The Will to Power
by David De La Torre
In The Will to Power, The Economist reports on the life and times of Fidel Castro.
TO MEET Fidel Castro was to notice, first of all, his sheer physical presence. He was tall, erect and had a high, domed forehead that made him look naturally imperious. He was strong: as a youth he was awarded a prize as the best all-round sportsman in Cuba. He was brave to the point of recklessness: as a boy, he once rode a bicycle straight into a wall to prove his mettle. And he was determined, convinced of his own rightness, intolerant of contradiction and immune to compromise. These characteristics he had inherited from his father, a Spanish migrant who brought with him to Cuba the innate stubbornness of the gallego and who became a prosperous landowner.
The son, who was born illegitimate in Birán, in rural eastern Cuba, in 1926, added a prodigious ambition for power. Even the Jesuits who taught him saw danger coming in the big, headstrong boy, whose country slang from the cane fields of Oriente marked him out among his urban classmates. The Cuban revolution as it turned out — though not as many of its supporters had originally hoped — was above all an expression of Mr Castro’s will and the unbridled exercise of his massive ego. In his cold-war heyday, he turned his small island into a pocket superpower, fomenting revolution across Latin America, dispatching armies to Africa and brazenly sheltering fugitives, political and criminal, from the United States.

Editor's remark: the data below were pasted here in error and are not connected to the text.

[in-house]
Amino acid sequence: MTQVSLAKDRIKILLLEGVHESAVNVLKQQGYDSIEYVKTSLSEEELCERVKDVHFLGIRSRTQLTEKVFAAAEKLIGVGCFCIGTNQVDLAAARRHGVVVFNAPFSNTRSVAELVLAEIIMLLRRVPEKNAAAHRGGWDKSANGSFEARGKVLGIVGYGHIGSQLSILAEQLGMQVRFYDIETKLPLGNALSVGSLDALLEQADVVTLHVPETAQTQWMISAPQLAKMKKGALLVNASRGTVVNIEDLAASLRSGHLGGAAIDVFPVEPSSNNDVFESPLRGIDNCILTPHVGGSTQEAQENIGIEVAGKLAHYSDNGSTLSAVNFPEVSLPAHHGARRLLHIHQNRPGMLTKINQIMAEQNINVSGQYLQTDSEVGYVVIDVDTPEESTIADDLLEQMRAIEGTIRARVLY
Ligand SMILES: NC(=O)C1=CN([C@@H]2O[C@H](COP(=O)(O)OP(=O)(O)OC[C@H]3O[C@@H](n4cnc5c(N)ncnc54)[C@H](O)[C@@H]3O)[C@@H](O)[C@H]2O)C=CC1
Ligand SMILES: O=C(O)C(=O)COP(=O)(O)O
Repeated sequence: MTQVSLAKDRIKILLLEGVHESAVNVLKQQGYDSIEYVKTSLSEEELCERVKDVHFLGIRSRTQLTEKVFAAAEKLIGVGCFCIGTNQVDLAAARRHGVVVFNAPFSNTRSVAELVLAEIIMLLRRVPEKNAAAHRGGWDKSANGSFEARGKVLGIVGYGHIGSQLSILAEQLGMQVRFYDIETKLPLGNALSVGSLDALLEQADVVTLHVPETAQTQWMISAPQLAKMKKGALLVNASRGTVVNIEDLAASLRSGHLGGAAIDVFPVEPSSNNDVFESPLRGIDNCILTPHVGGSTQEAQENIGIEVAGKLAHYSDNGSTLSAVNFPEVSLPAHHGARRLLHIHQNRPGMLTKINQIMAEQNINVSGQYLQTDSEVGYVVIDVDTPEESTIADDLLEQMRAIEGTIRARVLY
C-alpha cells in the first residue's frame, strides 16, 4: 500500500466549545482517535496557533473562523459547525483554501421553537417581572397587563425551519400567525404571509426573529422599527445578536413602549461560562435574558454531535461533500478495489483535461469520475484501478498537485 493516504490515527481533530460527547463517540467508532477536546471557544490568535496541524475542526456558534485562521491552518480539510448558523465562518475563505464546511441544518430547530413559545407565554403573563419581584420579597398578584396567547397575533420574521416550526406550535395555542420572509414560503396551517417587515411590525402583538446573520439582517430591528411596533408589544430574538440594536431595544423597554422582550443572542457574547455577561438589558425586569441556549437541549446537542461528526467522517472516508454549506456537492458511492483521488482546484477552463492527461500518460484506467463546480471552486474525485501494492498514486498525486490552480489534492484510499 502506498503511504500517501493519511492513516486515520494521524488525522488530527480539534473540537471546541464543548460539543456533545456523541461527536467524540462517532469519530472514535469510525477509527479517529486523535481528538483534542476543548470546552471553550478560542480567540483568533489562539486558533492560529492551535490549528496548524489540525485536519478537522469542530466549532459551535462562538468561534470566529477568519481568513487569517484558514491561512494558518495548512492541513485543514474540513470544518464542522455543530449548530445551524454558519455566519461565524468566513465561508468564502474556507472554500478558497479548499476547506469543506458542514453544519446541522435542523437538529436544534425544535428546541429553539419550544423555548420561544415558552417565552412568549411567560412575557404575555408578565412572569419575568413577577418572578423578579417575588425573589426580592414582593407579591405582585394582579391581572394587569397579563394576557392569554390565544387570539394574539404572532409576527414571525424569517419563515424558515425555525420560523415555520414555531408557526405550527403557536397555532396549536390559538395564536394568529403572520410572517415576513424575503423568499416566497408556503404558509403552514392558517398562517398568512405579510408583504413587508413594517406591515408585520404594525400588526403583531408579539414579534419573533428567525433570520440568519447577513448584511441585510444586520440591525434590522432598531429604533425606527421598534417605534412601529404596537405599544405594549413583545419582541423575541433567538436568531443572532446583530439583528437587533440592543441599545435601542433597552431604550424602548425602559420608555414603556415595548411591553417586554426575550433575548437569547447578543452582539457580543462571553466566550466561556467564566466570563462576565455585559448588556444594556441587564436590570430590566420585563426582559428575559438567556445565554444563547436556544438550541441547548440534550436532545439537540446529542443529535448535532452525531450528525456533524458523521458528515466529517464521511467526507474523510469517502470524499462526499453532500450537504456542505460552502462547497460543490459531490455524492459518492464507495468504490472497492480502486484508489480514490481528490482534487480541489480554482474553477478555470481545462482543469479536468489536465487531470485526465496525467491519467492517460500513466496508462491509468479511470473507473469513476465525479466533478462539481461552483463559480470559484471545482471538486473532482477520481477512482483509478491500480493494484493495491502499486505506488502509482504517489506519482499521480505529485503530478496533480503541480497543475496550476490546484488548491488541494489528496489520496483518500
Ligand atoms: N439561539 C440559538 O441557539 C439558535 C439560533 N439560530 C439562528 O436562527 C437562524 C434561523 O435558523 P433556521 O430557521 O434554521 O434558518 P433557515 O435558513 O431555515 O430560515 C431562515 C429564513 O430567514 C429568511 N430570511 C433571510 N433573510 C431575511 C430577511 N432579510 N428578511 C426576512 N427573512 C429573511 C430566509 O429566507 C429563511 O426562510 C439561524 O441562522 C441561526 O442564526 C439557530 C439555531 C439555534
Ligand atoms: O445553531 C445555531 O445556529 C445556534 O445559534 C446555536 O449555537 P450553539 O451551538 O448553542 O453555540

Fidel — he was one of the few world leaders widely referred to by his first name — was lucky, too. He might have been killed many times: as an aspiring leader in the gangsterish ambience of Havana student politics; in his quixotic assault on the Moncada barracks in 1953, where some of his followers died; or in the desperate early weeks after the botched landing of the Granma, the overloaded pleasure boat that transported his tiny force of 82 rebels from Mexico three years later. Then there were the hundreds of attempts by the CIA to assassinate him …. [more]